We went to El Paso and I got to know her throughout a couple of days and weeks leading up to the prep. I just had crazy admiration for her and I feel like that really helps me immerse myself into the story. I felt like I was one of her students and I was there to help show her true colors.
Was it Arm & Hammer’s intention to leave so much unplanned going in?
Yes. With these branded doc projects, it’s really hard to storyboard every single bit or write down every single little story beat because you’re writing the story for somebody you don’t know yet. Leaving it a bit more vague is a better way to get into a branded spot because you have this framework and we can go and shape it in the most appropriate way for the story.
Do you know why they asked you to direct this piece, specifically?
After the production company Reframe the World got the job, they pitched a couple of directors and they saw something in my work that they felt would be able to be carried out in this project. So it kind of just organically unraveled from there.
For so much of my career, I always thought I have to be somebody else, present myself in this way that I heard from a podcast or this other director or this other interview. I thought I needed to be somebody else. But recently I’ve realized that I have to be completely myself no matter what. Even in pitches, you don’t need to present yourself in the way that you think you should present yourself. Be yourself and talk to the agency and the clients as if they’re your friend. Talk to them as if they were your production company and you’re trying to describe what the spot you see in your head looks like. It will help you so much in the long run.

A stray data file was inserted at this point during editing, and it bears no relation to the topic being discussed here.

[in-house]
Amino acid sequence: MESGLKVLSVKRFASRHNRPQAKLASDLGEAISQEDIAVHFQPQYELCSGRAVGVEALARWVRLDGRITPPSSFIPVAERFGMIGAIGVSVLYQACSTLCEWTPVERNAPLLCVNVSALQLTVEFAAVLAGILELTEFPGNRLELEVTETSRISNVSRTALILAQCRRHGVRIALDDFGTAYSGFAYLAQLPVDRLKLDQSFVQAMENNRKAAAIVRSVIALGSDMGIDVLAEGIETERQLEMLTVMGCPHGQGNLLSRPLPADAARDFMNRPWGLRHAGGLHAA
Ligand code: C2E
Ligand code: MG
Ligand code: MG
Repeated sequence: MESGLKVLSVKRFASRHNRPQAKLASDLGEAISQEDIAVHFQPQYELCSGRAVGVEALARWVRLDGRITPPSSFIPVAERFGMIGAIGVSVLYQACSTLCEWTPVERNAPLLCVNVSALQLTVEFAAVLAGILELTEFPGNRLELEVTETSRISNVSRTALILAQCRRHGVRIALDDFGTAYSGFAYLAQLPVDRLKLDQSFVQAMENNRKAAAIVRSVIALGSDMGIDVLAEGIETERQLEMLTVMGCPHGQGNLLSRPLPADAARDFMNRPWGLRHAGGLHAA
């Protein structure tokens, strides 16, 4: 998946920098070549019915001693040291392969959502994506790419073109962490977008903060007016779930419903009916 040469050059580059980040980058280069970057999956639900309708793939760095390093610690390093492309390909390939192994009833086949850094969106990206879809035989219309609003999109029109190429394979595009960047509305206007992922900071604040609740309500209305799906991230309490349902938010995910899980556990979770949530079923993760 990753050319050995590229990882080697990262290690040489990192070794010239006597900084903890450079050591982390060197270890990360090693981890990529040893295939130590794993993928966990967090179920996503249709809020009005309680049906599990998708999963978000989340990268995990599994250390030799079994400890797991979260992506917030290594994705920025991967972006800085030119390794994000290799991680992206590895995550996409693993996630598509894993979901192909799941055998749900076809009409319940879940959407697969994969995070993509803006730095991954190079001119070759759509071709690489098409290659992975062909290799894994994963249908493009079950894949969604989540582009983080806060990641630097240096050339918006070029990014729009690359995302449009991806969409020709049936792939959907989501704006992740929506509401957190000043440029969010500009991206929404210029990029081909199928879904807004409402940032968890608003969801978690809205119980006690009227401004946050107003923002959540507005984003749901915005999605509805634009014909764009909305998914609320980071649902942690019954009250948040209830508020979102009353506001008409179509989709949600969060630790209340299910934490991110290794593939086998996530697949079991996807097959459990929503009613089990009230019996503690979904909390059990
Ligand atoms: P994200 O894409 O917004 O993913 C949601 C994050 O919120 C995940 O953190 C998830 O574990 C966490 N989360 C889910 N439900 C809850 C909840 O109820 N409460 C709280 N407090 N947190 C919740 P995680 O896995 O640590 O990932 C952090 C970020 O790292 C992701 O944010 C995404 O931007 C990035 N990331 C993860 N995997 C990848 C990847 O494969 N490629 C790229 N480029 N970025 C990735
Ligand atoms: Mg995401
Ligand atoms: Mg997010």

When I made that revelation, it was an epiphany moment. It was a complete 180 from being nervous on pitches to feeling comfortable. They may have already decided not to go with me, but they can still be swayed. They’ll read your treatment and they’ll like it, but if you can really bring your own personality after you’ve made your treatment and describe how you can bring certain performances, certain creativity into the spot, then I think it will really help sell it through and make it successful.